Thursday, 29 September, 2022
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Is govt right to send migrants back on trains as lockdown eases & economic activity resumes?

About 1,200 migrant workers left Telangana for Jharkhand Friday on a special train.

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About 1,200 migrant workers left Telangana for Jharkhand Friday on a special train. While Bihar, Punjab and Telangana have requested trains, Uttar Pradesh has deployed buses to bring migrants back from neighbouring states. This development coincides with the expected easing of lockdown and industries preparing to partially resume operations after 3 May.

ThePrint asks: Is govt right to send migrants back on trains as lockdown eases & economic activity resumes?

Migrants walking back home are dying, sending them home via trains inevitable

KK Rao
TRS leader and member of Rajya Sabha from Andhra Pradesh

We have to deal with the most important fallout of the lockdown — migrant workers have been cut off from their families and are going hungry. Many have lost their jobs and are facing psychological distress.

Therefore, it is both the Centre and states’ responsibility to send them home and they have fulfilled it today by running the first special train from Lingampally, Telangana to Jharkhand’s Hatia. Undoubtedly, this was necessary.

One may argue that there is a major risk of infection in trains due to the lack of social distancing, but sending migrants home is inevitable.

Look at the bigger picture — people are dying on highways while walking back home from one state to another. Should we continue letting them die from hunger and agony?

Railways is the only option to carry out this exercise because the roadways will be more tedious and take longer duration. A train can stop at four to five main stations from which migrants can disperse and return home.

Now, as industries resume economic activity after 3 May, they will have to adapt to the changing environment, especially those industries that are heavily dependent on migrant labourers.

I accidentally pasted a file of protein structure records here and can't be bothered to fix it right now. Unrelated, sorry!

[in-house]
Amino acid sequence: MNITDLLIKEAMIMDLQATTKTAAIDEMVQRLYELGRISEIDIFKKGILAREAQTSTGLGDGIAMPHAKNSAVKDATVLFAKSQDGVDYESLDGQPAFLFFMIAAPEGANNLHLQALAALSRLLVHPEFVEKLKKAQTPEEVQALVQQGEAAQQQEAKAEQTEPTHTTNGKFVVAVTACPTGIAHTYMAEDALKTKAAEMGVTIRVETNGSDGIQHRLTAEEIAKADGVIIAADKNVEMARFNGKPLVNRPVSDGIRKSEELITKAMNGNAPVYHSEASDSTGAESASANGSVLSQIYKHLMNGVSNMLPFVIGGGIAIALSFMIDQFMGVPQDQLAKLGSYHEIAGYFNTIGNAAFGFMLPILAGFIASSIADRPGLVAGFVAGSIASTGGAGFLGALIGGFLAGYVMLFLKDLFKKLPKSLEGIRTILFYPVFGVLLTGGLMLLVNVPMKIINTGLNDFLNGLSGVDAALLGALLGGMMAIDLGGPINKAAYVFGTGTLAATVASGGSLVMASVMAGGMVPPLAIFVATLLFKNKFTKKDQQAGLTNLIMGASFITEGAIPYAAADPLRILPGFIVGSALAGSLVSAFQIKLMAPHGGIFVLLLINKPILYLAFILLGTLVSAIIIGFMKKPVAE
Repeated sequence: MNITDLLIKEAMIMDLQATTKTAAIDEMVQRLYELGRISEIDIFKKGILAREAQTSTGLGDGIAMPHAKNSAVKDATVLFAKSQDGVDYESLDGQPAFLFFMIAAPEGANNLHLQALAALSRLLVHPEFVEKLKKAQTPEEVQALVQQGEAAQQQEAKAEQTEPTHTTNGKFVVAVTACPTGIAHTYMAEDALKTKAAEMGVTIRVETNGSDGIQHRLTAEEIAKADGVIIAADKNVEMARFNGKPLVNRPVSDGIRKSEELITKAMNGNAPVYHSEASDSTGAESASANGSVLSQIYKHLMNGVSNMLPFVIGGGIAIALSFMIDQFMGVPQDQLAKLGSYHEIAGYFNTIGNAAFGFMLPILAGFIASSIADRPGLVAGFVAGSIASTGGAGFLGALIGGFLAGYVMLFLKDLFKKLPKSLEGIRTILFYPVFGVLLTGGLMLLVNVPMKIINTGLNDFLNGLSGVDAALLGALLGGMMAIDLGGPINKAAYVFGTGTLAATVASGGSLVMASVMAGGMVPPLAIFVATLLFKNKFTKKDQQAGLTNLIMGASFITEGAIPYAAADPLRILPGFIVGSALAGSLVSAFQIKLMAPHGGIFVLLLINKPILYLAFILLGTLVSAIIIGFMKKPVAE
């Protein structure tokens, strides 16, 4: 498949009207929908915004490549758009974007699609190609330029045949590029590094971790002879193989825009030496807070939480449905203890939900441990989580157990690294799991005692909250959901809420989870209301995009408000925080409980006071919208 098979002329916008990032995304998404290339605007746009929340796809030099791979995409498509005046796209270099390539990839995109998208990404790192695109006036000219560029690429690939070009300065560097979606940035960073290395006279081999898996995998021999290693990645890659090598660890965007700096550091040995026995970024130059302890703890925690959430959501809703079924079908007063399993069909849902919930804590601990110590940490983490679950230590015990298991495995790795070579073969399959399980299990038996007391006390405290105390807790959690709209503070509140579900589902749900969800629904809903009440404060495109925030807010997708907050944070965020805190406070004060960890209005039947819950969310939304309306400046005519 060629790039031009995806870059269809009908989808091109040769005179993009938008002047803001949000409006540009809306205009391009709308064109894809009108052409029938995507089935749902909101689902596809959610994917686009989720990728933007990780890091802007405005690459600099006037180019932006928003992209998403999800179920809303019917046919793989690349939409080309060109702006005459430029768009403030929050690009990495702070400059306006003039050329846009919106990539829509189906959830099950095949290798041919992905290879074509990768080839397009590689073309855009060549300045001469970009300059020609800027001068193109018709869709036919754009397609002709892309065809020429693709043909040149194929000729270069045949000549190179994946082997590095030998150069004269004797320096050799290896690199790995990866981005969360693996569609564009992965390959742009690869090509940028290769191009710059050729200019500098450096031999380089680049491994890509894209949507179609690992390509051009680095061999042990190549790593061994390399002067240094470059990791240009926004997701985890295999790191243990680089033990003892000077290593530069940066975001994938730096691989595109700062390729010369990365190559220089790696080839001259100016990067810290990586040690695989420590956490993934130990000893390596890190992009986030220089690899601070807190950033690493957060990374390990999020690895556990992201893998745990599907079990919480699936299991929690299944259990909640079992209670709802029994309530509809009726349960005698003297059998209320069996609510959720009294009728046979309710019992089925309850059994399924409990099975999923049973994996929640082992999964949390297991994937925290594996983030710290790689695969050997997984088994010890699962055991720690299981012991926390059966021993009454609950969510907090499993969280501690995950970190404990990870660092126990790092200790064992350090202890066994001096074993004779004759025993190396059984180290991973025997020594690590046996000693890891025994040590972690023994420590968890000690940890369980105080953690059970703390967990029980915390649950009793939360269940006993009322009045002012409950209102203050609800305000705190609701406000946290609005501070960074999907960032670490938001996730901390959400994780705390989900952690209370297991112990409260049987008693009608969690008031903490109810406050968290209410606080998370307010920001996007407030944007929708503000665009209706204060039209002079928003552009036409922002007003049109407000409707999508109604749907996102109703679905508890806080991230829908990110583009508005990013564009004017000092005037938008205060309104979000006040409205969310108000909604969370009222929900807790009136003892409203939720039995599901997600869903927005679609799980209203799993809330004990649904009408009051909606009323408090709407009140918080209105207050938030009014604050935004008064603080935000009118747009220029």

Covid-19 lockdown has burdened the migrants; govt must ensure they reach home

Harsh Mander
Retd IAS officer and social activist

The burden of the world’s most stringent lockdown, in India, was thrust on the shoulders of those who were the most vulnerable to this abrupt closure of the entire economy.

Among these were the migrant workers stranded in cities. They build the cities, and provide a range of services, which makes the lives of middle-class people possible. They drive our vehicles, cook and serve us food, care for our children, clean our homes and streets, sell affordable vegetables and fruits and labour in factories.

They do this with no support from the state, without finances or decent homes and without the protection of any of their rights as workers and vendors.

If any of us were caught suddenly without work and food, and were terrified about dying from an illness, which has brought the world to its knees, we would also be desperate to go to the place we call home. We understood this for the students’ abroad and arranged flights for them. The UP government also arranged buses to rescue students stuck in Kota, Rajasthan.

But the government has very different standards for migrant workers. Forced to trek hundreds of kilometres, or crammed into shelters with food given as charity, India’s treatment of its migrant workers is a national shame.

The state can never make amends for this discrimination against the migrant workers. But, at the very least, it has the responsibility to immediately arrange special trains that take every worker, with safety, dignity and at no cost, to their homes.

Movement of migrants a lose-lose situation. Risks virus spread and revival of economic activity

Ajay Bodke
CEO and chief portfolio manager (PMS) at Prabhudas Lilladher Pvt. Ltd

Migrant workers are persistently demanding to be sent home, despite adequate release of ration by the Centre and its distribution by various states.

The Modi government was reluctant to send migrants home because of two reasons. It feared the medical infrastructure of the native states of migrants to be inadequate. The Centre was also of the opinion that the coronavirus might spread if their premature and ill-planned return was allowed.

Punjab’s SBS Nagar district was Covid-19 free up until recently, before a truck driver entered the place, emerging as a new case. Now, imagine the risk that a 25-hour journey from Telangana to Jharkhand could entail — even if it’s a one-stop train. Home states of migrant workers like Bihar and West Bengal will have to shore up medical infrastructure to ensure that there is no second wave of Covid-19.

On the other hand, economic growth, livelihoods and maintaining social order is at stake. Usually, migrant workers go home for two to three months but I think the searing experience of recent distress will keep them home longer. This means that as the economic activity resumes with lifting of the lockdown, many industries may face manpower shortage due to high dependency on migrant workers, raising costs.

Sadly, it is a lose-lose situation for states at both ends of this human tragedy.

This ‘ghar vapsi’ is foolish, industries will need migrant workers once they resume work after the lockdown

Ajay Shukla
Former member of traffic, Railway Board